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الكتب الكتب 1 - 10 من 10 فيThe business of the world at large, and even its pleasures, appear like a vanity....
" The business of the world at large, and even its pleasures, appear like a vanity and an impertinence. What signify the hubbub, the shifting scenery, the fantoccini figures, the folly, the idle fashions without, when compared with the solitude, the silence,... "
Criticisms on Art: and Sketches of the Picture Galleries of England - الصفحة 2
بواسطة William Hazlitt - 1843 - عدد الصفحات: 335
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The London Magazine, المجلد 6

1822
...an impertinence. What signify the hubbub, the shifting scenery, the fantoccini figures, the bustle, the idle fashions without, when compared with the...Here is the mind's true home. The contemplation of tnith and beauty is the proper object for which we were created, which calls forth the most intense...
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The Ohio Journal of Education, المجلد 1

1852 - عدد الصفحات: 310
...with beauty, they frown severest grace. We are abstracted to another sphere, we breathe Empyrean air. Here is the mind's true home. The contemplation of...beauty is the proper object for which we were created." He visits all those splendid collections of the Italian, the Flemish and the Spanish schools, of which...
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Ohio Educational Monthly, المجلدات 1-2

1852
...with beauty, they frown severest grace. We are abstracted to another sphere, we breathe Empyrean air. Here is the mind's true home. The contemplation of...beauty is the proper object for which we were created." He visits all those splendid collections of the Italian, the Flemish and the Spanish schools, of which...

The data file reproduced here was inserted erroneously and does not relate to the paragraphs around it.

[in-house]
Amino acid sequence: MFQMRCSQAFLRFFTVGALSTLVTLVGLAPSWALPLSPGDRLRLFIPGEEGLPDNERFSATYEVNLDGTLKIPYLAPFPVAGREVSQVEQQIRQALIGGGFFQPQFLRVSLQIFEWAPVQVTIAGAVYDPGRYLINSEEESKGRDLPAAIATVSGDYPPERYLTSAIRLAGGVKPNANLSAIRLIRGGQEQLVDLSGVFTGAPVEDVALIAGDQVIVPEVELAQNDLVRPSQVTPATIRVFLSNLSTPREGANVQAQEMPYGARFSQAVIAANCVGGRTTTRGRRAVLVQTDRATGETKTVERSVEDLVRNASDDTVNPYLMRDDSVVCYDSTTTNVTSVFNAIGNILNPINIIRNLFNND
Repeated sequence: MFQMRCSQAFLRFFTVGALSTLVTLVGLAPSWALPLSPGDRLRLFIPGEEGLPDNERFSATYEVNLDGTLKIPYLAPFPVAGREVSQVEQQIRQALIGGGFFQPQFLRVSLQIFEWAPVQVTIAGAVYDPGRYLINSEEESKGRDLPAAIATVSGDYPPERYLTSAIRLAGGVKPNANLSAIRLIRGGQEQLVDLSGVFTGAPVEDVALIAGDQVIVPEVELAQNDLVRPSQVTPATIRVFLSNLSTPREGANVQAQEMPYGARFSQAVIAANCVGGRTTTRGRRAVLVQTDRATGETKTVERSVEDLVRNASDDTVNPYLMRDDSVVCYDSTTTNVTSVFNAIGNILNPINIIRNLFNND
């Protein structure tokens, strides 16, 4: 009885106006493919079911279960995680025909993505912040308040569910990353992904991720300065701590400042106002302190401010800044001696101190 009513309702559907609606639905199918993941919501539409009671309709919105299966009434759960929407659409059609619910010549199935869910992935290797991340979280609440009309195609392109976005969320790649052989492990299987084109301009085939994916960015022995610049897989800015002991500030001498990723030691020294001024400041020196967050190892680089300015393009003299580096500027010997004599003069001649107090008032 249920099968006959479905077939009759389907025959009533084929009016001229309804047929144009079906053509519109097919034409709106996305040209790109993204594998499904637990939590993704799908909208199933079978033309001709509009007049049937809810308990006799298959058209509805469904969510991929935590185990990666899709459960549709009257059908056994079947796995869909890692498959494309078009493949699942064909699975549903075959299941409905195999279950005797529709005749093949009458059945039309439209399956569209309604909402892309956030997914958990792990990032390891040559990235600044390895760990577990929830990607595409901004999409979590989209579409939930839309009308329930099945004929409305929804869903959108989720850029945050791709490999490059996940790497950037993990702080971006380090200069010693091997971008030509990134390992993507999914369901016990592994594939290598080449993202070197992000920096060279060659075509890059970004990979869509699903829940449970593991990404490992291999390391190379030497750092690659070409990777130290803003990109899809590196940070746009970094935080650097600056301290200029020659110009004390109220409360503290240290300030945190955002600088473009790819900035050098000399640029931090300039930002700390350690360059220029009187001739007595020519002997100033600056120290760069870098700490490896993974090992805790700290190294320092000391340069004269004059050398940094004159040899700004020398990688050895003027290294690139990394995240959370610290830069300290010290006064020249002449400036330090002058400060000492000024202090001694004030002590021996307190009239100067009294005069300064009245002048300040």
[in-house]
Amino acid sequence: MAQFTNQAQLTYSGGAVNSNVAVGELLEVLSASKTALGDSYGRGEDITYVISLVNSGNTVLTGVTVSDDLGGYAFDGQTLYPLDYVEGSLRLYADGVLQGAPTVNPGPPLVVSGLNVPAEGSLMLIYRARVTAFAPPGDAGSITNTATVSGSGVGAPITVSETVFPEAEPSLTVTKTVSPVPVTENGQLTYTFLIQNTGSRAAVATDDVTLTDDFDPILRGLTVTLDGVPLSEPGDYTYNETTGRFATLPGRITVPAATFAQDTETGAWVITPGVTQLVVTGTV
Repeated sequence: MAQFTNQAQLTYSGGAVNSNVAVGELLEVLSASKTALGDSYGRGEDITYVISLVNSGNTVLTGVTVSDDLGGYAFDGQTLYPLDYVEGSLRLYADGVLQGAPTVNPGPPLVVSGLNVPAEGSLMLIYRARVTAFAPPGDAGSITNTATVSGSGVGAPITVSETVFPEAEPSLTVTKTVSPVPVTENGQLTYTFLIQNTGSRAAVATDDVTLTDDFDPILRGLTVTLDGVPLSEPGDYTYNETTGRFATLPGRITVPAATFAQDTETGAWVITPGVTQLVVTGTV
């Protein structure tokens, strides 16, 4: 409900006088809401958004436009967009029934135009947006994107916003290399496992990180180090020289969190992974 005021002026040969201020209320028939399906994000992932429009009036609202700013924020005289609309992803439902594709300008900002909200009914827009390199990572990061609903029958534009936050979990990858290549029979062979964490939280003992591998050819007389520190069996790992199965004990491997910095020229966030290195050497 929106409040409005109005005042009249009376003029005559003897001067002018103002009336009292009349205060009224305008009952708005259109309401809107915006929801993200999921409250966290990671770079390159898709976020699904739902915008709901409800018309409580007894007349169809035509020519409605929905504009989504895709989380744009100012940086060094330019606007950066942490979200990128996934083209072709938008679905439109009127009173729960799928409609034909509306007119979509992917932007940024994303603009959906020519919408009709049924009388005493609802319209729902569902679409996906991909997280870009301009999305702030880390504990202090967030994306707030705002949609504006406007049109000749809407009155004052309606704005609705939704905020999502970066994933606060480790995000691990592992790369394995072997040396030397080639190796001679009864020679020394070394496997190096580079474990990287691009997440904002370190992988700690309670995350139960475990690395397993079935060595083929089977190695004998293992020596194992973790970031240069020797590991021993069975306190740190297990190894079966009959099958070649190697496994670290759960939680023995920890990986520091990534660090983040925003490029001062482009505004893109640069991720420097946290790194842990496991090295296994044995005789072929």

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A Survey of English Literature, 1780-1880, المجلد 2

Oliver Elton - 1920
...himself; and to sit in a good gallery is for him what Jeremy Taylor calls ' a little antepast of heaven': Here is the mind's true home. The contemplation of...which calls forth the most intense desires of the mind, and of which it never tires. . . . There are only three pleasures in life, pure and lasting,...
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John Keats

John Barnard, Barnard John - 1987 - عدد الصفحات: 172
...with their eyes; we live in time past, and seem identified with the permanent form of things . . . Here is the mind's true home. The contemplation of...desires of the soul, and of which it never tires." The 'permanent form of things' are perceived not through a Wordsworthian meditation upon nature, but...
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The Art of Art History: A Critical Anthology

Donald Preziosi, Professor of Art History Donald Preziosi - 1998 - عدد الصفحات: 595
...idle fashions without, when compared with the solitude, the silence, the speaking looks, the uwfading forms within? Here is the mind's true home. The contemplation...intense desires of the soul, and of which it never tires.23 This is not to suggest that the eighteenth century was unanimous about art museums. Right...
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The City Cultures Reader

Malcolm Miles, Tim Hall, Iain Borden - 2004 - عدد الصفحات: 508
...and seem identified with the permanent forms of things. The business of the world at large. and even its pleasures. appear like a vanity and an impertinence....intense desires of the soul. and of which it never tires.22 This is not to suggest that the eighteenth century was unanimous about art museums. Right...
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Heritage, Museums and Galleries: An Introductory Reader

Gerard Corsane - 2005 - عدد الصفحات: 392
...and seem identified with the permanent forms of things. The business of the world at large, and even its pleasures, appear like a vanity and an impertinence....desires of the soul, and of which it never tires." This is not to suggest that the eighteenth century was unanimous about art museums. Right from the...
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Heritage, Museums and Galleries: An Introductory Reader

Gerard Corsane - 2005 - عدد الصفحات: 392
...and seem identified with the permanent forms of things. The business of the world at large, and even its pleasures, appear like a vanity and an impertinence....intense desires of the soul, and of which it never tires.23 This is not to suggest that the eighteenth century was unanimous about art museums. Right...
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Visual Culture: Spaces of visual culture

Joanne Morra, Marquard Smith - 2006 - عدد الصفحات: 424
...and seem identified with the permanent forms of things. The business of the world at large, and even its pleasures, appear like a vanity and an impertinence....intense desires of the soul, and of which it never tires.23 This is not to suggest that the eighteenth century was unanimous about art museums. Right...
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